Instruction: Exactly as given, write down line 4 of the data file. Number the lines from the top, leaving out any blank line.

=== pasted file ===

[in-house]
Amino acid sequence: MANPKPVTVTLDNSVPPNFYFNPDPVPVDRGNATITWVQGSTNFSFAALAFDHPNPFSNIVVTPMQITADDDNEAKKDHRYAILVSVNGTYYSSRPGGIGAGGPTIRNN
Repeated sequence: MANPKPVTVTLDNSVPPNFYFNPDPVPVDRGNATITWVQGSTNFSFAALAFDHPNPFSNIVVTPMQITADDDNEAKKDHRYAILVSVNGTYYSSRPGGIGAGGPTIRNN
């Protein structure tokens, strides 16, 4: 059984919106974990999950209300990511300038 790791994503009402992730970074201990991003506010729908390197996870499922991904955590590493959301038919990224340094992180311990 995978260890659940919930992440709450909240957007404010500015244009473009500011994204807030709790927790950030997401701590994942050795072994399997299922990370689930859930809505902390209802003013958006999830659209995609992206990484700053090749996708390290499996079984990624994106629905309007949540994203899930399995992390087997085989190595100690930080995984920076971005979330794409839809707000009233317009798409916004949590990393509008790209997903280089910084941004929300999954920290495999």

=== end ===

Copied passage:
């Protein structure tokens, strides 16, 4: 059984919106974990999950209300990511300038 790791994503009402992730970074201990991003506010729908390197996870499922991904955590590493959301038919990224340094992180311990 995978260890659940919930992440709450909240957007404010500015244009473009500011994204807030709790927790950030997401701590994942050795072994399997299922990370689930859930809505902390209802003013958006999830659209995609992206990484700053090749996708390290499996079984990624994106629905309007949540994203899930399995992390087997085989190595100690930080995984920076971005979330794409839809707000009233317009798409916004949590990393509008790209997903280089910084941004929300999954920290495999």